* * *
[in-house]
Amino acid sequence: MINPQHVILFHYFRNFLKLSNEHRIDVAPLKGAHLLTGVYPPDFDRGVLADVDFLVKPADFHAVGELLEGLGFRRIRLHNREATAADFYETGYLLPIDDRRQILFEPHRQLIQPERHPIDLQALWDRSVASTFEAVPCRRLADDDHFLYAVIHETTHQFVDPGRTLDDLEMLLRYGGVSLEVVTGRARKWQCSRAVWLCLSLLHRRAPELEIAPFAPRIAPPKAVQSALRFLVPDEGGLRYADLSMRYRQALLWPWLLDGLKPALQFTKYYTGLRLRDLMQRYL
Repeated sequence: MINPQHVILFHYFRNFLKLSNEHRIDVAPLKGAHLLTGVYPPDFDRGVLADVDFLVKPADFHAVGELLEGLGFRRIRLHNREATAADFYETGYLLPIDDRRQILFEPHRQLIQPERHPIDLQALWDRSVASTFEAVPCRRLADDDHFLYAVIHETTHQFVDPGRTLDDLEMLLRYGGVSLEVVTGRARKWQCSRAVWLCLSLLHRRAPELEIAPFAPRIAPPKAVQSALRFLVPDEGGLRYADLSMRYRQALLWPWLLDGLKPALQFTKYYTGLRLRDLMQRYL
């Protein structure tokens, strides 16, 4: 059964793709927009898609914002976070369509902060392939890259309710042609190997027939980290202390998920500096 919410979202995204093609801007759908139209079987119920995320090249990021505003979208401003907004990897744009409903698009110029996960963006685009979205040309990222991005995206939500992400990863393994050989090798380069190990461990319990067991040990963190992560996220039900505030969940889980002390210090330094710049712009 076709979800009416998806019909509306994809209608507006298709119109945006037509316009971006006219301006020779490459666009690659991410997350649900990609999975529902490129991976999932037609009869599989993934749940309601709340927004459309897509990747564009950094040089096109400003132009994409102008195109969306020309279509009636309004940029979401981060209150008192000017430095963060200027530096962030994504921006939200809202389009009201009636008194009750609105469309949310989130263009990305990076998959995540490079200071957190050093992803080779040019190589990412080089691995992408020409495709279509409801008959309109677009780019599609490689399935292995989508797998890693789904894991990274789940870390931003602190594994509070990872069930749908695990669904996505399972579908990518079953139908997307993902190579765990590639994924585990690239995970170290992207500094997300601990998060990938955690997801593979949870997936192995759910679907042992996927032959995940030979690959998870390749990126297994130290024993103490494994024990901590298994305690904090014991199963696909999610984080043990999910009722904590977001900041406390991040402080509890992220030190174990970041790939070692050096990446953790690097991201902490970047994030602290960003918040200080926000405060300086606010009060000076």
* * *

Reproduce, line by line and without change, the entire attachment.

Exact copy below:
[in-house]
Amino acid sequence: MINPQHVILFHYFRNFLKLSNEHRIDVAPLKGAHLLTGVYPPDFDRGVLADVDFLVKPADFHAVGELLEGLGFRRIRLHNREATAADFYETGYLLPIDDRRQILFEPHRQLIQPERHPIDLQALWDRSVASTFEAVPCRRLADDDHFLYAVIHETTHQFVDPGRTLDDLEMLLRYGGVSLEVVTGRARKWQCSRAVWLCLSLLHRRAPELEIAPFAPRIAPPKAVQSALRFLVPDEGGLRYADLSMRYRQALLWPWLLDGLKPALQFTKYYTGLRLRDLMQRYL
Repeated sequence: MINPQHVILFHYFRNFLKLSNEHRIDVAPLKGAHLLTGVYPPDFDRGVLADVDFLVKPADFHAVGELLEGLGFRRIRLHNREATAADFYETGYLLPIDDRRQILFEPHRQLIQPERHPIDLQALWDRSVASTFEAVPCRRLADDDHFLYAVIHETTHQFVDPGRTLDDLEMLLRYGGVSLEVVTGRARKWQCSRAVWLCLSLLHRRAPELEIAPFAPRIAPPKAVQSALRFLVPDEGGLRYADLSMRYRQALLWPWLLDGLKPALQFTKYYTGLRLRDLMQRYL
């Protein structure tokens, strides 16, 4: 059964793709927009898609914002976070369509902060392939890259309710042609190997027939980290202390998920500096 919410979202995204093609801007759908139209079987119920995320090249990021505003979208401003907004990897744009409903698009110029996960963006685009979205040309990222991005995206939500992400990863393994050989090798380069190990461990319990067991040990963190992560996220039900505030969940889980002390210090330094710049712009 076709979800009416998806019909509306994809209608507006298709119109945006037509316009971006006219301006020779490459666009690659991410997350649900990609999975529902490129991976999932037609009869599989993934749940309601709340927004459309897509990747564009950094040089096109400003132009994409102008195109969306020309279509009636309004940029979401981060209150008192000017430095963060200027530096962030994504921006939200809202389009009201009636008194009750609105469309949310989130263009990305990076998959995540490079200071957190050093992803080779040019190589990412080089691995992408020409495709279509409801008959309109677009780019599609490689399935292995989508797998890693789904894991990274789940870390931003602190594994509070990872069930749908695990669904996505399972579908990518079953139908997307993902190579765990590639994924585990690239995970170290992207500094997300601990998060990938955690997801593979949870997936192995759910679907042992996927032959995940030979690959998870390749990126297994130290024993103490494994024990901590298994305690904090014991199963696909999610984080043990999910009722904590977001900041406390991040402080509890992220030190174990970041790939070692050096990446953790690097991201902490970047994030602290960003918040200080926000405060300086606010009060000076």